Apart from the excessively high infant and maternity rates it is apparent that the problem of mortality is closely associated with economic status. The diseases from which Negroes suffer most are those related to their low income. Tuberculosis, for example, which takes such a fearsome toll, is notoriously a disease of poverty. The diseases which are largely due to difference in living conditions together with low income show the greatest disparity between Negro and white rates. These are tuberculosis, puerperal conditions, typhoid, malaria and pellagra. Here it is important to consider the actual ability of large families of low income to sustain themselves adequately in our present society. Woodbury's observations are all the more significant when he points out from a study of 20,000 infant deaths that the rates of mortality vary directly with the fathers' earnings, and that for infants over one month of age the rate of mortality in the lowest income group is ten times the rate of the highest income group.
Dr. T. Wingate Todd, of Western Reserve University, in his studies for the Brush Foundation, found Negro children lagging about six months behind the white both in height and weight. These were children from the congested districts. The difference, he suggests, was due to special environmental stresses in the early life of the Negro children.
The correction of the environment involves the equalization of economic and social opportunities, but it is still within the power of the group itself to lessen the stress by more intelligent interpretation of the obligation to maintain the race. The status of Negroes as marginal workers, their confinement to the lowest paid branches of industry, the necessity for the labor of mothers as well as children to balance meager budgets, are factors which emphasize the need for lessening the burden not only for themselves but of society, which must provide the supplementary support in the form of relief.
By no means unimportant in this connection is the present extent of venereal infection within the Negro population, which adds to unconsidered childbearing both the danger of maternal mortality and of defective children. A great amount of unscientific speculation about the prevalence of syphilis among Negroes has invaded this field, with fantastic and impossible estimates. Conservative studies place the extent among Negroes as about one and one-half times that of the white, but with extremely high rates in certain southern sections where neither the social significance nor the personal danger of the disease is fully recognized. In one county in a southern state where Wasserman tests were made of an entire section of a Negro population, some 34 per cent gave positive reactions. The most serious aspect of the findings was the number of children who by the tests gave evidence of hereditary syphilis. Of equal importance with the public health task of eradicating this disease through education and medical treatment, is the task of preserving society, for its own sake, from defective offspring.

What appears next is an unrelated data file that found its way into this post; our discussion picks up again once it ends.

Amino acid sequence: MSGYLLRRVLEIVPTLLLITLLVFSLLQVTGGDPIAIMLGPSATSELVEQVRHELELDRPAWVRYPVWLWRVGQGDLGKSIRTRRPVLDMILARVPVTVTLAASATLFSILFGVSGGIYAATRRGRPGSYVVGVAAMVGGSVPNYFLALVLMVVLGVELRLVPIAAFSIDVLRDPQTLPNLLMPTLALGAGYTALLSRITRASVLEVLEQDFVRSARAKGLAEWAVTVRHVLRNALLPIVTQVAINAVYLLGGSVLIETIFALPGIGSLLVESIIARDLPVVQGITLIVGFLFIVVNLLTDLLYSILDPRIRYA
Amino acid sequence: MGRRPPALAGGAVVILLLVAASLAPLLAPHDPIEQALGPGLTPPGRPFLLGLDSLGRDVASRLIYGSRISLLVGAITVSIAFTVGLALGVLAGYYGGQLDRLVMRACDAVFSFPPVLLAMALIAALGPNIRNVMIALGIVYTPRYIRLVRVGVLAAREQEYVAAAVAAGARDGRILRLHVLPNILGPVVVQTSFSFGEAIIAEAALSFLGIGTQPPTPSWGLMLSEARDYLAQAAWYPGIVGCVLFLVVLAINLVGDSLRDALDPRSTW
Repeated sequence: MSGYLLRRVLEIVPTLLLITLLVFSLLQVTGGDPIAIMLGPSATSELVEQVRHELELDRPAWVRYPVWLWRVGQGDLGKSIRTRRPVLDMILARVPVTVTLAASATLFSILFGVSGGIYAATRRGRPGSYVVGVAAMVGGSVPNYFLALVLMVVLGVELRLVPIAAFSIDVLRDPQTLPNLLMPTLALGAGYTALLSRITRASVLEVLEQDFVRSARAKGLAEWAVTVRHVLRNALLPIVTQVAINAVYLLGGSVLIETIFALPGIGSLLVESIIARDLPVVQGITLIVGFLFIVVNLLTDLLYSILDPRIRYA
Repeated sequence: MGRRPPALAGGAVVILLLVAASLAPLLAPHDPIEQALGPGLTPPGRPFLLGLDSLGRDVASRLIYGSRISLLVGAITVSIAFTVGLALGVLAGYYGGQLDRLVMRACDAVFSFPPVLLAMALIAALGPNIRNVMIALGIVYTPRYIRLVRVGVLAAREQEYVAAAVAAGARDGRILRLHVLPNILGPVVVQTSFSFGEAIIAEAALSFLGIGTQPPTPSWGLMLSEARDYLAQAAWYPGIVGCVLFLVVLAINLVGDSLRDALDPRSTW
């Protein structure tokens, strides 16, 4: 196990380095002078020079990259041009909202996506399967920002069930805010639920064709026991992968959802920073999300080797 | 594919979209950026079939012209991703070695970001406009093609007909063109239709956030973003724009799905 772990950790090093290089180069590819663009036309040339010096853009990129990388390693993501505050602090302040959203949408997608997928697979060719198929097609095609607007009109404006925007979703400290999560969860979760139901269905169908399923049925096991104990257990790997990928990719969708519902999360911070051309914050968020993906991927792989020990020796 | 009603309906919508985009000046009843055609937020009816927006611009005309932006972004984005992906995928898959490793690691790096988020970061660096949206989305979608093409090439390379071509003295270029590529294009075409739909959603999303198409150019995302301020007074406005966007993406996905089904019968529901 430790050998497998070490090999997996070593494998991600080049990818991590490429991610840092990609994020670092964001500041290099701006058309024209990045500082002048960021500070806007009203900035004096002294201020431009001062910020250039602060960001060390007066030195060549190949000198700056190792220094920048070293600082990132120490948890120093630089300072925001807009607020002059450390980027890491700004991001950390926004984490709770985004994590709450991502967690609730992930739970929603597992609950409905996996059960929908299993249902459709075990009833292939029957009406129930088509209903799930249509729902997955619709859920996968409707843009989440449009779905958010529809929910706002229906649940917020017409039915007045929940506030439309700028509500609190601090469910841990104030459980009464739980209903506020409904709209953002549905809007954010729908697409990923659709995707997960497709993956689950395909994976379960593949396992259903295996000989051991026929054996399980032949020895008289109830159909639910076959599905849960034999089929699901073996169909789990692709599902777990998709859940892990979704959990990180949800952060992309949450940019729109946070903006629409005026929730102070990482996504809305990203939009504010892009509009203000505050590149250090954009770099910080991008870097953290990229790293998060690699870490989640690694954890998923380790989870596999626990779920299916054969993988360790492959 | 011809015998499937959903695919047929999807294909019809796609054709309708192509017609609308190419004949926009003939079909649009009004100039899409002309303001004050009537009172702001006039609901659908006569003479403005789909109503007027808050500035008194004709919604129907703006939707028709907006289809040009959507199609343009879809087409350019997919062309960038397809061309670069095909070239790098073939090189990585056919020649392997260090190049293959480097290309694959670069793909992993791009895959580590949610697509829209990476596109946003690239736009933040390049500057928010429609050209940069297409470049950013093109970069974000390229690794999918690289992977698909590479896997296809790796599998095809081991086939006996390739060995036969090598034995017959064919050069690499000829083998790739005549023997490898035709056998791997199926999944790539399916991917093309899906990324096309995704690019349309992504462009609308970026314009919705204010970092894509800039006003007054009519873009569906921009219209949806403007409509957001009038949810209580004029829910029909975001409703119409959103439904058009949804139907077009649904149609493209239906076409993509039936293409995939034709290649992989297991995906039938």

Essentially the same course is observed among Negroes as among other American groups as regards birth control practice. The more competent economic elements already use some measure of birth control. It can be noted in the decline in size
of families of the more advanced and economically competent Negro groups. Dr. E. Franklin Frazier has compared the size of families from which 327 Negroes listed in Who's Who In Colored America (1928-1929) sprang, with the actual number of children of 174 of them, successful Negroes 45 years of age and over. For the first group it was 5.5 and for the second 2.3 children per family. There is likewise a tendency to smaller families among Negroes living in cities. Indeed this observation at one time lead to the premature conclusion that city life was too strenuous and the North too cold for their survival. Actually the rate of decline in the most important Negro diseases was greater between 1930 and 1931 in northern than in the southern and border cities.6
An important present circumstance is the inaccessibility of reliable information centers for those elements of the Negro population, which, on the one hand, are unable to secure high priced professional advice, and on the other hand do greater violence than good to themselves through reliance upon dangerous folk measures.
1 Children's Bureau Publication No. 33.
2 Woodbury, Robert Morse: Infant Mortality and Its Causes.
3 Dublin, Louis I.: The Health of the Negro,—Annals of the American Academy, November, 1928.
4 Census Monograph 1926, Births, Stillbirths and Infant Mortality.
5 U. S. Children's Bureau Publication No. 119, p. 80.
6 Tuberculosis Mortality in 45 Large American Cities During 1930 and 1931, compiled by G. J. Drolet (New York Tuberculosis and Health Association).